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Thread: 87 Ram 50 4x4 "junkyard" rescue,

  1. #176

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    I forgot you had the 38/38. Sorry about that.
    Mr Paco, If i'm going to be sitting for and extended amount of time (traffic) I just nudge it into neutral. Not only is your transmission happier, but you will get more air and coolant flow with the water pump spinning faster. 1100 at idle is faster than I would run, and will make you more prone to dieseling. Idle speed was high when i first got the truck, and it slammed into gear and pulled hard when you first put it in drive. Much nicer to drive with a lower idle.

  2. #177

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    Ok so I'm kinda dumb...

    I spent the past week or so away from my house and the truck and I was going off of memory for the brake questions... Apparently while I was taking them apart in the middle of the night I didn't get that good of a look at how they work.

    I finally got another look and realized that the slider pins that I'm having issues with are in the caliper body, and the pin that bolts to the bracket is totally fine.

    I guess the new question is do I try and get the slider out of the caliper, or is it a lost cause?

  3. #178

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    I got the caliper slide pins out (with a pair of vise grips and a hammer) and ordered new ones, along with new rubber boots.

    I'm going to wait until I've got everything I need before starting the reassembly, and hopefully I can find a source for those spacers to get the hub axial endplay set properly...

    I got the throttle linkage set up so that I now have wide open throttle, and it should also be slightly less touchy.

    I'm also going to wait until after everything is back together before adjusting the idle, because I'm going to be doing the Seafoam at the same time and I'd rather not fill the garage with smoke. Lol

  4. #179

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    Quote Originally Posted by WarStryker13 View Post
    Ok so I'm kinda dumb...

    I spent the past week or so away from my house and the truck and I was going off of memory for the brake questions... Apparently while I was taking them apart in the middle of the night I didn't get that good of a look at how they work.

    I finally got another look and realized that the slider pins that I'm having issues with are in the caliper body, and the pin that bolts to the bracket is totally fine.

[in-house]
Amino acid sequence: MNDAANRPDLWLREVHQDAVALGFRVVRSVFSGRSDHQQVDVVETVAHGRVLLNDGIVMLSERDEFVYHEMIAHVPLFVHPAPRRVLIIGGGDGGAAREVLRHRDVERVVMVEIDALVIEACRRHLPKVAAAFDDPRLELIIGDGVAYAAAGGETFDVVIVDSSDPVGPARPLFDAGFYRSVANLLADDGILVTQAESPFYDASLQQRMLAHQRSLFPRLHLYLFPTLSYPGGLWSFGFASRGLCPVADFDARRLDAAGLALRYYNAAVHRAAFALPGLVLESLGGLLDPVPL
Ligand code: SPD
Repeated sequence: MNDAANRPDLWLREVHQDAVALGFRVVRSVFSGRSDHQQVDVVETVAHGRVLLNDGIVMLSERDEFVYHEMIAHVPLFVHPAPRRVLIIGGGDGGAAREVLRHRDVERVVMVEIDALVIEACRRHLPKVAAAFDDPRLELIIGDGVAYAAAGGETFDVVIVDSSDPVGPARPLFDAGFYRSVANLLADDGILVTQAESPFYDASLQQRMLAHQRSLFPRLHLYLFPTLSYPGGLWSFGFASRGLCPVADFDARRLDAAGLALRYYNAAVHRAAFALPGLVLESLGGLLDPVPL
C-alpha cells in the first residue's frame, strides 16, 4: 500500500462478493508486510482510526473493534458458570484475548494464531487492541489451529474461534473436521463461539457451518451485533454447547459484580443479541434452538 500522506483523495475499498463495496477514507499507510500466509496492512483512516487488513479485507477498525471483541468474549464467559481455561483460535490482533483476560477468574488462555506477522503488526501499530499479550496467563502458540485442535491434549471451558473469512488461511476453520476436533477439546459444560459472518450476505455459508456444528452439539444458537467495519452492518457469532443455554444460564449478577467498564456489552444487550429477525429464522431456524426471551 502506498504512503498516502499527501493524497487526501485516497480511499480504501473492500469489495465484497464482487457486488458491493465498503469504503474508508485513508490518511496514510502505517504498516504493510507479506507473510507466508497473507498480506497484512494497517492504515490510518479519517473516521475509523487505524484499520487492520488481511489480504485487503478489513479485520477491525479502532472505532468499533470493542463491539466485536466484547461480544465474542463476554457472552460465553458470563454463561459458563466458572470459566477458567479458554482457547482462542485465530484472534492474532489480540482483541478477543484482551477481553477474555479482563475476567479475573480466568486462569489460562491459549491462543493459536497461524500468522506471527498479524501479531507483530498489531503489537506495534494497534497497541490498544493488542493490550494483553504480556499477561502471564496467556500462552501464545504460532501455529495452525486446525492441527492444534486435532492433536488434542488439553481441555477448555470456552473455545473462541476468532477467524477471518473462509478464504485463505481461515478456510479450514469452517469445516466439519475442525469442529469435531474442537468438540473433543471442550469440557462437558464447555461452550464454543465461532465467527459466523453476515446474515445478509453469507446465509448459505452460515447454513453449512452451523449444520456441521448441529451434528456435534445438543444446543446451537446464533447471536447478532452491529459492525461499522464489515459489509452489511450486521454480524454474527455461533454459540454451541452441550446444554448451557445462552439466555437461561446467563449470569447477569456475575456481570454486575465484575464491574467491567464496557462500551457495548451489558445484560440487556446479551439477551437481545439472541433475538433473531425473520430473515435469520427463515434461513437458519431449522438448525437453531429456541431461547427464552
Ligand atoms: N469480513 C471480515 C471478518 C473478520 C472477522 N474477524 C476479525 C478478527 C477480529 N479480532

I guess the new question is do I try and get the slider out of the caliper, or is it a lost cause?
    If you were 'kinda dumb' you wouldn't have figured this one out under your own reconnaissance, so you get another gold star for the fridge lol. I'd give it a clean, a blasting with WD40 and see how you go before sending it off for scrap. You may end up needing a replacement if the slider pins are all scuffed up from wear but you might get lucky and all it needs is some TLC to get it operational.
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  5. #180

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    I'm gonna need new pins... Lol

    The caliper itself seems to be fine, just the sliders were stuck. The rotors and pads seem to be totally fine as well, barely any wear on the rotors...

    Now it's just a matter of cleaning everything and waiting on parts.

  6. #181

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    ...err, yeah. I can see how that may slightly impact on braking performance. That slider is FUBAR
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  7. #182

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    Well if it hadn't been stuck in the first place, I wouldn't have had to fubar it out....

  8. #183




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    after all the years of neglect before you got the truck, its a wonder you were able to get it out at all...
    Pennyman1
    The best Dodge that Dodge never made
    Living the D-50 lifestyle since 1980

  9. #184

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    Chunks of the rubber boot are still stuck to the slider pin... lol